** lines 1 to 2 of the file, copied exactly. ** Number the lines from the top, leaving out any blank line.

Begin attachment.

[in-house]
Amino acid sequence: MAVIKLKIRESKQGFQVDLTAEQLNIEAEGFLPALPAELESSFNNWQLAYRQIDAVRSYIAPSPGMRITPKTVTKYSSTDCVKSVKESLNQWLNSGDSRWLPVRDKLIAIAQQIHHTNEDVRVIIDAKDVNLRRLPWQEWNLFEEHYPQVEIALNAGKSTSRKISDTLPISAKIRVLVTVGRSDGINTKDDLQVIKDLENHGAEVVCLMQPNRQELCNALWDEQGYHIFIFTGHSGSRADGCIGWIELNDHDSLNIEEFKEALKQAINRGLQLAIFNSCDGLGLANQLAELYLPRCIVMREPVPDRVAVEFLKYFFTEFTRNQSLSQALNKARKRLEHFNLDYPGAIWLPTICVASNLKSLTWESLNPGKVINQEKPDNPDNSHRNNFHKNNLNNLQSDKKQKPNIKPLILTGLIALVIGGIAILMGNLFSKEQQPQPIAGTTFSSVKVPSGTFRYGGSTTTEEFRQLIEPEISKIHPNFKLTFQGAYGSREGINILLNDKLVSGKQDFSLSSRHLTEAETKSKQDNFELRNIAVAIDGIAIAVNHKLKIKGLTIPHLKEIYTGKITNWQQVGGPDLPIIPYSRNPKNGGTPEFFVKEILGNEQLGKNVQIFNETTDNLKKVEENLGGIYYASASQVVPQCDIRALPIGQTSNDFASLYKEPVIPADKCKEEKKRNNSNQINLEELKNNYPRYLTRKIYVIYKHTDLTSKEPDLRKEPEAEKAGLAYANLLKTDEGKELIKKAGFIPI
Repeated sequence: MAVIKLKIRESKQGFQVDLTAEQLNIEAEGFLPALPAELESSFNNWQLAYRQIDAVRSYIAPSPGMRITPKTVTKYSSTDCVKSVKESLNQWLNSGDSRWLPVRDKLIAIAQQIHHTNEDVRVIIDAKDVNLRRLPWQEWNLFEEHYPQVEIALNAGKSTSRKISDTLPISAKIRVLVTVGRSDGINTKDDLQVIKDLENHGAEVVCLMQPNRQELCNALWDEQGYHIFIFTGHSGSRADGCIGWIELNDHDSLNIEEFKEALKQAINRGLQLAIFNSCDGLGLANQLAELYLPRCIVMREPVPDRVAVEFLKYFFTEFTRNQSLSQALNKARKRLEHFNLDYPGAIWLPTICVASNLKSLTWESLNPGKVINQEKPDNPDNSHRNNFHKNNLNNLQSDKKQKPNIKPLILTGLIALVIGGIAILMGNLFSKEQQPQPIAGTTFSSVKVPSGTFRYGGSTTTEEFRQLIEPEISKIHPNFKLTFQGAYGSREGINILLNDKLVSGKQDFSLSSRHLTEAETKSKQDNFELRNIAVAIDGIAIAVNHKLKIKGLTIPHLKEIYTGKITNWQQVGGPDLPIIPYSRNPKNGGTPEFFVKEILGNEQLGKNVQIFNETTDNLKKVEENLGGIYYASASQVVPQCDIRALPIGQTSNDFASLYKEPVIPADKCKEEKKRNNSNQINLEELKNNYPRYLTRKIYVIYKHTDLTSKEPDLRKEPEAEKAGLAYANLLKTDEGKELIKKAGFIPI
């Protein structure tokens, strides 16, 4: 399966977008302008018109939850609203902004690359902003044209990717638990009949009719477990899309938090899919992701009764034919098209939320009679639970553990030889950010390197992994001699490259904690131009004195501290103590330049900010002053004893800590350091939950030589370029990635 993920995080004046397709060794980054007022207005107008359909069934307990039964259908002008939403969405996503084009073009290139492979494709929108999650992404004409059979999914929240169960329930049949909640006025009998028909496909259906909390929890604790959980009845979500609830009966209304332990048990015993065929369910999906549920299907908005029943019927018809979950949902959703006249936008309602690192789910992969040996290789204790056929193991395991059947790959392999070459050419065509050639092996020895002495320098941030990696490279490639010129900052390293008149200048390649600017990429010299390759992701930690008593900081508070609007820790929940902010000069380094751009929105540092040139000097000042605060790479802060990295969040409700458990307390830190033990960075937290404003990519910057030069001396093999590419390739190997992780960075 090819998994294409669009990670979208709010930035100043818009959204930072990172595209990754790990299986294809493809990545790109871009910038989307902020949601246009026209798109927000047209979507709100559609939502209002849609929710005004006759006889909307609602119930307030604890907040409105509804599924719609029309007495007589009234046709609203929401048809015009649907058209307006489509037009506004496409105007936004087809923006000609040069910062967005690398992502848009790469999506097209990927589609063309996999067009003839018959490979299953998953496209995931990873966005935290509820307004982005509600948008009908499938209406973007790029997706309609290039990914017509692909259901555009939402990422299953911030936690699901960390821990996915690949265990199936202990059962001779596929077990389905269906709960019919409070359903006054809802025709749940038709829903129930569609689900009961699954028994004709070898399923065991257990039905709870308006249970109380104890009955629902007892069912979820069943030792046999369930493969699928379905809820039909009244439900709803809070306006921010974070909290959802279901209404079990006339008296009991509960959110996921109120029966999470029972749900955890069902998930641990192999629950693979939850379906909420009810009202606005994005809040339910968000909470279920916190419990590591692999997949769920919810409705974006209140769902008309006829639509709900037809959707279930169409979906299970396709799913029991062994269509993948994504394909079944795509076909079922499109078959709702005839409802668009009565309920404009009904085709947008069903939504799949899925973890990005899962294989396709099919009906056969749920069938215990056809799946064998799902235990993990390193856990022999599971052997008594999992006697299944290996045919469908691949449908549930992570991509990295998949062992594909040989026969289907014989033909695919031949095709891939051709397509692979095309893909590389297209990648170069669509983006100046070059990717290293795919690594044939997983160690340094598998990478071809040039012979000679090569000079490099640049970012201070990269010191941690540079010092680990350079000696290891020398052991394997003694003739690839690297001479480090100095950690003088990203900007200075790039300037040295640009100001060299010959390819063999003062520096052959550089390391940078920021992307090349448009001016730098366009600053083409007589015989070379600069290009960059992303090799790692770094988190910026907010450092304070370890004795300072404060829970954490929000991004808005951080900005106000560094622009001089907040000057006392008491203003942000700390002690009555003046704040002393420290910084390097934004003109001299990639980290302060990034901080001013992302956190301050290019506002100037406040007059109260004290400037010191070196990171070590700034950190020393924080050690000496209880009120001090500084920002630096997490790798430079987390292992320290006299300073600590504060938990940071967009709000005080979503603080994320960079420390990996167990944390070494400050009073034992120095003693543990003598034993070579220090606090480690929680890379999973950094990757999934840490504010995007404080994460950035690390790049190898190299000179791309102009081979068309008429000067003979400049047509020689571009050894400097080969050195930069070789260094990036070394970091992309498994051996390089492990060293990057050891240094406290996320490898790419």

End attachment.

[in-house]
Amino acid sequence: MAVIKLKIRESKQGFQVDLTAEQLNIEAEGFLPALPAELESSFNNWQLAYRQIDAVRSYIAPSPGMRITPKTVTKYSSTDCVKSVKESLNQWLNSGDSRWLPVRDKLIAIAQQIHHTNEDVRVIIDAKDVNLRRLPWQEWNLFEEHYPQVEIALNAGKSTSRKISDTLPISAKIRVLVTVGRSDGINTKDDLQVIKDLENHGAEVVCLMQPNRQELCNALWDEQGYHIFIFTGHSGSRADGCIGWIELNDHDSLNIEEFKEALKQAINRGLQLAIFNSCDGLGLANQLAELYLPRCIVMREPVPDRVAVEFLKYFFTEFTRNQSLSQALNKARKRLEHFNLDYPGAIWLPTICVASNLKSLTWESLNPGKVINQEKPDNPDNSHRNNFHKNNLNNLQSDKKQKPNIKPLILTGLIALVIGGIAILMGNLFSKEQQPQPIAGTTFSSVKVPSGTFRYGGSTTTEEFRQLIEPEISKIHPNFKLTFQGAYGSREGINILLNDKLVSGKQDFSLSSRHLTEAETKSKQDNFELRNIAVAIDGIAIAVNHKLKIKGLTIPHLKEIYTGKITNWQQVGGPDLPIIPYSRNPKNGGTPEFFVKEILGNEQLGKNVQIFNETTDNLKKVEENLGGIYYASASQVVPQCDIRALPIGQTSNDFASLYKEPVIPADKCKEEKKRNNSNQINLEELKNNYPRYLTRKIYVIYKHTDLTSKEPDLRKEPEAEKAGLAYANLLKTDEGKELIKKAGFIPI